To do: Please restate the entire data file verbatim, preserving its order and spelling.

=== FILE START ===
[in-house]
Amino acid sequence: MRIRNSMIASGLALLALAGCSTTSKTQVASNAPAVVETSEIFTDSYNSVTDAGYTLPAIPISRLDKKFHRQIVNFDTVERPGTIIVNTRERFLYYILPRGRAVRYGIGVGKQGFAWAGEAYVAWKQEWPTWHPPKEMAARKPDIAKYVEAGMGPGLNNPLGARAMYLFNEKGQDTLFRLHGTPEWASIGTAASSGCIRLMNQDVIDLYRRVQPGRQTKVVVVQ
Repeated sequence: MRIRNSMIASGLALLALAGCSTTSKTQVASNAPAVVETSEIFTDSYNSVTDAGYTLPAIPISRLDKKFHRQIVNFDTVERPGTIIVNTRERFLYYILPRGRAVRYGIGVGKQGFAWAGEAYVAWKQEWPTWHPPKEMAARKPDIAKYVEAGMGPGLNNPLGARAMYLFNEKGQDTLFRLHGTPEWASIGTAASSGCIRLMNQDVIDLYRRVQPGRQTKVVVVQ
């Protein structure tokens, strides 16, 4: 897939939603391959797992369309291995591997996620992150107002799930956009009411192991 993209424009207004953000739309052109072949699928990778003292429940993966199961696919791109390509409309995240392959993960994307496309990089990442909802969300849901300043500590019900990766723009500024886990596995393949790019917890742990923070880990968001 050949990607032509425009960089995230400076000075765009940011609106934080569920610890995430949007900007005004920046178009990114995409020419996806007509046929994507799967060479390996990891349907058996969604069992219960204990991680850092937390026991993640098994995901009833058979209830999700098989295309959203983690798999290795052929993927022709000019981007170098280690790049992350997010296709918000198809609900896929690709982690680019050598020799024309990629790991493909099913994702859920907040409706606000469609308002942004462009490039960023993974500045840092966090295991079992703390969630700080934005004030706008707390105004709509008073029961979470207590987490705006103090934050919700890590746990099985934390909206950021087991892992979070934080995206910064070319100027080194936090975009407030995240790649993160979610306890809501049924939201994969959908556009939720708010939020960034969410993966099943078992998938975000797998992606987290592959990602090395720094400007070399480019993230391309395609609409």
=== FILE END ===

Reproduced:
[in-house]
Amino acid sequence: MRIRNSMIASGLALLALAGCSTTSKTQVASNAPAVVETSEIFTDSYNSVTDAGYTLPAIPISRLDKKFHRQIVNFDTVERPGTIIVNTRERFLYYILPRGRAVRYGIGVGKQGFAWAGEAYVAWKQEWPTWHPPKEMAARKPDIAKYVEAGMGPGLNNPLGARAMYLFNEKGQDTLFRLHGTPEWASIGTAASSGCIRLMNQDVIDLYRRVQPGRQTKVVVVQ
Repeated sequence: MRIRNSMIASGLALLALAGCSTTSKTQVASNAPAVVETSEIFTDSYNSVTDAGYTLPAIPISRLDKKFHRQIVNFDTVERPGTIIVNTRERFLYYILPRGRAVRYGIGVGKQGFAWAGEAYVAWKQEWPTWHPPKEMAARKPDIAKYVEAGMGPGLNNPLGARAMYLFNEKGQDTLFRLHGTPEWASIGTAASSGCIRLMNQDVIDLYRRVQPGRQTKVVVVQ
């Protein structure tokens, strides 16, 4: 897939939603391959797992369309291995591997996620992150107002799930956009009411192991 993209424009207004953000739309052109072949699928990778003292429940993966199961696919791109390509409309995240392959993960994307496309990089990442909802969300849901300043500590019900990766723009500024886990596995393949790019917890742990923070880990968001 050949990607032509425009960089995230400076000075765009940011609106934080569920610890995430949007900007005004920046178009990114995409020419996806007509046929994507799967060479390996990891349907058996969604069992219960204990991680850092937390026991993640098994995901009833058979209830999700098989295309959203983690798999290795052929993927022709000019981007170098280690790049992350997010296709918000198809609900896929690709982690680019050598020799024309990629790991493909099913994702859920907040409706606000469609308002942004462009490039960023993974500045840092966090295991079992703390969630700080934005004030706008707390105004709509008073029961979470207590987490705006103090934050919700890590746990099985934390909206950021087991892992979070934080995206910064070319100027080194936090975009407030995240790649993160979610306890809501049924939201994969959908556009939720708010939020960034969410993966099943078992998938975000797998992606987290592959990602090395720094400007070399480019993230391309395609609409």